Dunu Titan 5 Review

Dunu Titan 5 Review

I’ve been hearing some good things about the Dunu Titan 5.  So today, when a pair landed on my review desk, I was more than eager to tear into them and see what kind of sound they’re packing.  From the packaging to the design, it’s clear that these earphones have been thought-out.  But is the final product worth the $139 price tag?

Dunu Titan 5 Review

Dunu Titan 5 Review

Beneath folds of cardboard and plastic, I find the Titan 5, as well as a carrying case, 1/4” stereo adapter, five extra pairs of ear tips, a cable clip, a hard-shell carrying case, and some literature on the earphones.

Holding it in my hands, it this headphone appears well made.  The cable, while not thick, still seems durable.  Even if it isn’t, the detachable design of the earpieces – relying on an MMCX connection – puts my mind at ease.

Perhaps a tad bit garish, the silver earpieces are perfectly fine once they’re in my ears – where the overall comfort takes hold and makes you forget you’re even wired up.  Maybe I’ll blame this on the slight angling, or the overall ergonomic fit, or those comfortable tips, but I have to give credit where credit is due – these are some comfortable little devils.


Frequency Range:  10-40,000 Hz
Impedance:  32 ohms
Sound Pressure Level (SPL):  108±2 dB
Total Harmonic Distortion (THD):  NA

As we can see from the specs above, the frequency range offers a little more detail in the low end, and a considerable amount more in the high end.  The nominal impedance of 32 ohms is perfect for portable devices like a smartphone, or the FiiO X5 II that I used for this review.  Volume is decent, and while Dunu doesn’t put a number on the distortion for this model, I’d predict that it’s low – somewhere around <0.25% or <0.2%.

Low End

Detailed, but with a somewhat restrained bass, the low end of the Titan 5 is neither too relaxed nor too powerful.  Good control and contrast results in a clean, almost immaculate sound.


The midrange, in contrast, may play host to the slightest bit of compression.  While not a glaring concern, it’s still noticeable.  While instrumentation doesn’t seem to suffer from this flaw, male vocals do seem affected – sounding somewhat strained or squashed amidst the rest of the music.

High End

Here is where the real show begins.  With a plenty of detail in the high end, it’s  plain to see where this Dunu really shines.  Bright but never piercing or uncomfortable, the Titan 5 renders anything with strings almost perfectly.  Female vocals remain smooth, but the real spectacle is those strings.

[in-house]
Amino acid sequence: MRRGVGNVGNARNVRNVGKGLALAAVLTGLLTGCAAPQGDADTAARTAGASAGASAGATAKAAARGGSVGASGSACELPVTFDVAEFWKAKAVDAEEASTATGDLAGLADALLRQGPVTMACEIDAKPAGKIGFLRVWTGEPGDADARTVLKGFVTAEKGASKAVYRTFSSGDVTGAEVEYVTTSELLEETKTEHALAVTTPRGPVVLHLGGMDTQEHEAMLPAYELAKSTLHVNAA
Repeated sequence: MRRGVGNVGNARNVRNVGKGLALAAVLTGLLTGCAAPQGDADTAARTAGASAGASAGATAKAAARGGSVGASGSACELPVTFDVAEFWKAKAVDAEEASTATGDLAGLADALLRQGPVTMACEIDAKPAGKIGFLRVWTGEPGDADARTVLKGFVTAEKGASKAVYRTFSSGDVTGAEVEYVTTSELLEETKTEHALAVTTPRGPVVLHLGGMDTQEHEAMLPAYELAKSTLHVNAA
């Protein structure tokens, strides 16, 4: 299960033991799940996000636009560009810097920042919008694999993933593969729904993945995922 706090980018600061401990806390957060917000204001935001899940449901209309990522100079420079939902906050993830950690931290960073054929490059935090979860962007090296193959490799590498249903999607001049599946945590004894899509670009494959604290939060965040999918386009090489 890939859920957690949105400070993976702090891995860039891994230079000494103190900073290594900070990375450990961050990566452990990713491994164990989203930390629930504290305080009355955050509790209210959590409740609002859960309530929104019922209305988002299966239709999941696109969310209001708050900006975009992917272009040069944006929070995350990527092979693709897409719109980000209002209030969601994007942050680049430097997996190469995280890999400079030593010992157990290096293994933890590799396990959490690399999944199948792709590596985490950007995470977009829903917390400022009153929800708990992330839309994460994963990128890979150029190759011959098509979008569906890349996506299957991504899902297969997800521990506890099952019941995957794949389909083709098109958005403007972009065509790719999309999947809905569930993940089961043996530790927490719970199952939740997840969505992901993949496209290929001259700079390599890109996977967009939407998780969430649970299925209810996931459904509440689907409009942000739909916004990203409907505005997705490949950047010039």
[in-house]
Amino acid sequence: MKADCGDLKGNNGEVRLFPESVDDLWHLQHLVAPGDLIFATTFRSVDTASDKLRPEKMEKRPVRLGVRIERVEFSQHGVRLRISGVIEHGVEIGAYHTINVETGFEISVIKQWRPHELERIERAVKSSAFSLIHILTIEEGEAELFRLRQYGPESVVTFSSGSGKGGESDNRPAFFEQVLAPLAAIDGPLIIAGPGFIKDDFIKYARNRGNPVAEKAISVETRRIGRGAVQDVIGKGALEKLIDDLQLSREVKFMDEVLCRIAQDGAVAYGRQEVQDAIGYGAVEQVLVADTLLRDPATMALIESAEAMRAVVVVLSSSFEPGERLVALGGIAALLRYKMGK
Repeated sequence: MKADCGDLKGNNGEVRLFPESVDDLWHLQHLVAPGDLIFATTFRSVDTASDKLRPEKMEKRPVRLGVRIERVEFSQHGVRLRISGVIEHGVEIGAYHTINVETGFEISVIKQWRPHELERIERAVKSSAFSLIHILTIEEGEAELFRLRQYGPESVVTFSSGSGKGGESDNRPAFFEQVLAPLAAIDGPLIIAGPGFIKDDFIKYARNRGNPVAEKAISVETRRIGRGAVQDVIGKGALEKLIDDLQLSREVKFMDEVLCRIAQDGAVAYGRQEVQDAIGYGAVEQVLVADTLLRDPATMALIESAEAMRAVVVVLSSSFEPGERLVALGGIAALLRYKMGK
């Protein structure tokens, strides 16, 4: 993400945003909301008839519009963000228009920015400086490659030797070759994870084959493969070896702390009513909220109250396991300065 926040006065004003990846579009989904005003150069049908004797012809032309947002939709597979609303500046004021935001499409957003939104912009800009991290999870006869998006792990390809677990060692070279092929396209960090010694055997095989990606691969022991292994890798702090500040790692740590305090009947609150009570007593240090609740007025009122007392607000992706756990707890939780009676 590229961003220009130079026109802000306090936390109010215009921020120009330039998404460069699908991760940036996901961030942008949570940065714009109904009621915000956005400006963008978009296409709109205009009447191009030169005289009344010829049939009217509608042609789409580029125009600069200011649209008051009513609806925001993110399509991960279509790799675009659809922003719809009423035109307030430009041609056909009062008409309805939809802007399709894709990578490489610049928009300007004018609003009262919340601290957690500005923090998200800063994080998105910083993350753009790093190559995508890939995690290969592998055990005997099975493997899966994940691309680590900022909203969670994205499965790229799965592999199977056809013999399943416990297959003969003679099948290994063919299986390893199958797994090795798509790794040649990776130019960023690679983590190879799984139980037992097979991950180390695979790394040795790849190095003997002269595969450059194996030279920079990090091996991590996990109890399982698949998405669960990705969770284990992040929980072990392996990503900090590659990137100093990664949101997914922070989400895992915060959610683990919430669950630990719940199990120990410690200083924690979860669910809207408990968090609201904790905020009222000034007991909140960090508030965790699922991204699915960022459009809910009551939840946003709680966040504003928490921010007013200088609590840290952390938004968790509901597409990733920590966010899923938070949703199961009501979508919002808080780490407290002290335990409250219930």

Plenty of depth but only a rough sense of placement prevent the soundstage from being truly great.  However, the depth in and of itself will still impress many listeners, and further enhances those tracks that rely on stringed instruments.

Other Observations

The sound is mellow.   It’s a very different sound than what I usually get from a pair of headphones at this price.  To be entirely honest, they sound a lot like my Jays Q-Jays, but at less than half the price, they’re definitely the more budget-minded option.  The Jays have a similar relaxed-but-detailed sound that made them an excellent choice for my listening tastes.  The Dunu Titan 5 seems to be cut from the same cloth.

I’m also surprised about the comfort.  During any given listening session, there is usually at least one point where the earphones become unbearably uncomfortable or at least fall out of my ears.  Neither has happened yet with the Titan 5, and if it weren’t for the music that’s pumping out of them, I’d  be liable to forget I’m even wearing them.


For those seeking more bass, the older Beyerdynamic iDX 160 iE will offer a more intense low end.  Certain Audio Technica SolidBass models might also offer a similar experience.  However, neither the Beyerdynamic nor the Audio Technica models will offer the same level of build quality – with that highly-convenient MMCX connection.

Models from Shure and Westone might come close, but certainly can’t provide the same level of detail and build quality.  Really, though, the Titan 5 doesn’t have much competition – it’s a niche headphone with a niche sound.  Some folks are going to love it, and some folks are going to hate it.

Personally, I’m a fan of the sound, and I have to recommend it for anyone else who has longed for more detail from their earphones.  Those who are looking for an even more-detailed sound would do well to consider the Q-Jays, but again, these earphones cost twice as much as the Titan 5.

Final Analysis

The Dunu Titan 5 is an impressive earphone with plenty to offer the discerning listener.  While bassheads won’t be drinking the cool aid any time soon, the rest of us can revel in the detailed notes and ample soundstage –  made all the sweeter by a design that promises to hold up no matter how much abuse you put it through.

You can find these buds for the best price at:

Audio 46 (Use our promo code, “majorhifi” to get a 10% discount)


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Carroll is a headphone junkie residing in Brooklyn. He's a huge fan of Grado, UK hip hop, and the English Language in general. When not testing audio equipment or writing, you'll find him taking photographs or fiddling with circuit boards. You can contact him at carroll@majorhifi.com.